Mike thought a moment and decided that made sense. Obviously there was no voice; that was all in his head, but the suggestion was sound. And he had not really seen the trail appear out of the woods as if all the trees and rocks had simply stepped aside. That kind of thing was impossible. Hallucinations from the head injury were the cause. Yes, that had to be the case. So with that thought firmly in mind, he began the arduous task of walking while dizzy and hallucinating. The problems seemed endless. For one thing, try as he might, his feet would not always move when he commanded. For another thing, roots and rocks seemed to literally leap into his path at every opportunity. Two times he fell only to wake up moments later with no memory of how he had gotten there. Each time he worked himself through similar logic, and each time a voice from the wind directed his path. On the third time, not only did he lose his memory when he awoke, but he found an ancient long gun in his hand.

               Now where did I get this? He wondered, trying to make sense of the weapon. Had he been carrying it the whole time and forgotten about it? Yes, that made sense; that must be the case. Wait… did he even own a gun? Evidence suggests yes, he thought. He would figure it out later; for now, the gun made a perfect crutch, and he began to make much better progress along the trail.

               Then, just as suddenly as it had appeared, the trail closed in on itself and was gone. Mike looked around, thinking he needed to backtrack and find where he had stepped off the main track, but there was no trail in any direction no matter how far he traveled.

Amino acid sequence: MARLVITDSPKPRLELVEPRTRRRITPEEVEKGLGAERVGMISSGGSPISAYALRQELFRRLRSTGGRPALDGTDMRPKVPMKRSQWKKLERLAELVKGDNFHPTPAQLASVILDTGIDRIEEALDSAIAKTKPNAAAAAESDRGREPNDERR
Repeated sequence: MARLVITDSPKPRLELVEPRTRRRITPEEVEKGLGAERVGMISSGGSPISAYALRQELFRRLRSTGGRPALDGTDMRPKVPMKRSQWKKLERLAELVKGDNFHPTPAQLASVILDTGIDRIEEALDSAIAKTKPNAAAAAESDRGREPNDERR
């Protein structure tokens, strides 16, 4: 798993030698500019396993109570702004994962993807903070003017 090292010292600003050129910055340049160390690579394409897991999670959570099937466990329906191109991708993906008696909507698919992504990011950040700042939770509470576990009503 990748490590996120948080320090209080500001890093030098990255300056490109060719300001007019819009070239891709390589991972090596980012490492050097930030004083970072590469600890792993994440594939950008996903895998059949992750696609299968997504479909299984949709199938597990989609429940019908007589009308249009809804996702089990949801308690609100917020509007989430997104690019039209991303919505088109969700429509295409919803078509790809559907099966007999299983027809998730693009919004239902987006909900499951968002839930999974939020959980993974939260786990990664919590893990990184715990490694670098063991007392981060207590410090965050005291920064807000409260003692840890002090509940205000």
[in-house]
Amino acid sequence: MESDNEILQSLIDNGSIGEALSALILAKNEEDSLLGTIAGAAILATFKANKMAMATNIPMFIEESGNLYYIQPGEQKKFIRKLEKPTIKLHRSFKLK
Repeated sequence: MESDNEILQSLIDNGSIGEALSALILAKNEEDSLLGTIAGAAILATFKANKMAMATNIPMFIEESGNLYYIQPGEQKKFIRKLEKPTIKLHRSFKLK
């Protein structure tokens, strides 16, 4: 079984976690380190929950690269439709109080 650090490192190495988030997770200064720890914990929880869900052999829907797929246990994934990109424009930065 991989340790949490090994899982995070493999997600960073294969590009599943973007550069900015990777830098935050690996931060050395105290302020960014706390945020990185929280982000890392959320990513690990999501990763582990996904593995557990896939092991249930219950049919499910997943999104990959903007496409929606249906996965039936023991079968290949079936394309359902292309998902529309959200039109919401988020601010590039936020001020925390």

Now that, friends and neighbors, does not make sense, Mike thought.

               He looked up to try to get his bearings. Out of the corner of his eye Mike saw movement. He followed it for a moment before he realized that he watched another man; no wait, not just a man, but a police officer. Two more officers appeared from the trees a few paces behind the first.

               They must be looking for me, he thought. Why else would they be here?

               He tried to yell out, to signal the men that he was there, but his mouth would not work. He reached up and discovered for the eight time that day that his mouth would not close. He had no control over the movement of his jaw. He did the next best thing and began to wave his arms – and his crutch – around to get their attention. To his utter relief, it worked. As one the cops all turned to face him.

               “Suspect spotted, moving north. Sir, put the weapon down and get on the ground! Hands behind your head.”  

               Mike could see the men pointing their weapons in his direction and could see their mouths moving as if they were speaking, but he could not understand what they were saying. A sudden buzzing, as if a million bees had been disturbed, surrounded him.

               Oh god, he thought, Bees! That’s all I need!

               Mike began to wave his arms at the sound. He swung his crutch left and right, swatting at raging insects that he could hear but not see. He had to get away and that was all there was to it. The police were here to help. They must help; it was their job. He began to move down the hill towards the officers, frantic to escape further injury, moaning through his broken mouth the whole way.